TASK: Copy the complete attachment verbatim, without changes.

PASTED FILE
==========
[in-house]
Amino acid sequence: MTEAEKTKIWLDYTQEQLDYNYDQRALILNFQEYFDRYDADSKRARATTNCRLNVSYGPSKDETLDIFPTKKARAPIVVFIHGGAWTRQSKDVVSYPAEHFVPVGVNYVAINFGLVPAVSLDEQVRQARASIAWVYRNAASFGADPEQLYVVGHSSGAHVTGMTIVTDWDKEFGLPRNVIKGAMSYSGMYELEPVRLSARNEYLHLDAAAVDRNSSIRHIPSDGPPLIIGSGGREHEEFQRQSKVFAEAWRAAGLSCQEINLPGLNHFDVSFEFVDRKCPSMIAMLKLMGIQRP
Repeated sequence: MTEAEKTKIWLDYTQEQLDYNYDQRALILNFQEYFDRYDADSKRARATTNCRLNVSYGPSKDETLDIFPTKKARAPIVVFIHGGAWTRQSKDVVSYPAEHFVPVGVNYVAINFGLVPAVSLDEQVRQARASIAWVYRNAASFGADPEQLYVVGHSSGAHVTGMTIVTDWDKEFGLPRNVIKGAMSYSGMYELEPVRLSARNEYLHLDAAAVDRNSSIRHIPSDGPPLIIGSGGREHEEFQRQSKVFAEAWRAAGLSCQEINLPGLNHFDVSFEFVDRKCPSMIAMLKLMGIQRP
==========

[in-house]
Amino acid sequence: MTEAEKTKIWLDYTQEQLDYNYDQRALILNFQEYFDRYDADSKRARATTNCRLNVSYGPSKDETLDIFPTKKARAPIVVFIHGGAWTRQSKDVVSYPAEHFVPVGVNYVAINFGLVPAVSLDEQVRQARASIAWVYRNAASFGADPEQLYVVGHSSGAHVTGMTIVTDWDKEFGLPRNVIKGAMSYSGMYELEPVRLSARNEYLHLDAAAVDRNSSIRHIPSDGPPLIIGSGGREHEEFQRQSKVFAEAWRAAGLSCQEINLPGLNHFDVSFEFVDRKCPSMIAMLKLMGIQRP
Repeated sequence: MTEAEKTKIWLDYTQEQLDYNYDQRALILNFQEYFDRYDADSKRARATTNCRLNVSYGPSKDETLDIFPTKKARAPIVVFIHGGAWTRQSKDVVSYPAEHFVPVGVNYVAINFGLVPAVSLDEQVRQARASIAWVYRNAASFGADPEQLYVVGHSSGAHVTGMTIVTDWDKEFGLPRNVIKGAMSYSGMYELEPVRLSARNEYLHLDAAAVDRNSSIRHIPSDGPPLIIGSGGREHEEFQRQSKVFAEAWRAAGLSCQEINLPGLNHFDVSFEFVDRKCPSMIAMLKLMGIQRP